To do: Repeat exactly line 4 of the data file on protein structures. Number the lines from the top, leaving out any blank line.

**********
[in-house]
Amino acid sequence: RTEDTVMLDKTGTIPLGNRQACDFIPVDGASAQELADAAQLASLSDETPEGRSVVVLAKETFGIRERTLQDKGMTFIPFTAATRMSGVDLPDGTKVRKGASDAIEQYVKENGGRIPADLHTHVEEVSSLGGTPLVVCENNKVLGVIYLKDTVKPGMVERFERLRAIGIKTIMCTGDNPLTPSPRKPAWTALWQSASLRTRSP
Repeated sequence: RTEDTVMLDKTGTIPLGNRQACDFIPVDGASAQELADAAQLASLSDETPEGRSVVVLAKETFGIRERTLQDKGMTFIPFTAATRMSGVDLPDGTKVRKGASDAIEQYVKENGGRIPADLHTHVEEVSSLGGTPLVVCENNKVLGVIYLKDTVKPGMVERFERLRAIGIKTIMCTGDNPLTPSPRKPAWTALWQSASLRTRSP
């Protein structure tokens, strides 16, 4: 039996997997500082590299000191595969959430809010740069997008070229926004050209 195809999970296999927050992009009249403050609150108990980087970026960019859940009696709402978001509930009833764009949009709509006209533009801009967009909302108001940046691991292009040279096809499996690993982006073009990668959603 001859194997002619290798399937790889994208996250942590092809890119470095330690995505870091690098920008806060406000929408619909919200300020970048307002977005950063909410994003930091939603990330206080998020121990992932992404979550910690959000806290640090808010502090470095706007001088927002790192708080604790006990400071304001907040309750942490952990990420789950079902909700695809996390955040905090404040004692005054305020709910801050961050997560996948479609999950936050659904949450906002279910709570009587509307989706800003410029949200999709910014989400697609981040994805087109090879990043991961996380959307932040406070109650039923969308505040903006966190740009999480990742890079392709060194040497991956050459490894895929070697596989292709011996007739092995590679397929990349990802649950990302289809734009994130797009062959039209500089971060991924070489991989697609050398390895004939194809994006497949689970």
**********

């Protein structure tokens, strides 16, 4: 039996997997500082590299000191595969959430809010740069997008070229926004050209 195809999970296999927050992009009249403050609150108990980087970026960019859940009696709402978001509930009833764009949009709509006209533009801009967009909302108001940046691991292009040279096809499996690993982006073009990668959603 001859194997002619290798399937790889994208996250942590092809890119470095330690995505870091690098920008806060406000929408619909919200300020970048307002977005950063909410994003930091939603990330206080998020121990992932992404979550910690959000806290640090808010502090470095706007001088927002790192708080604790006990400071304001907040309750942490952990990420789950079902909700695809996390955040905090404040004692005054305020709910801050961050997560996948479609999950936050659904949450906002279910709570009587509307989706800003410029949200999709910014989400697609981040994805087109090879990043991961996380959307932040406070109650039923969308505040903006966190740009999480990742890079392709060194040497991956050459490894895929070697596989292709011996007739092995590679397929990349990802649950990302289809734009994130797009062959039209500089971060991924070489991989697609050398390895004939194809994006497949689970």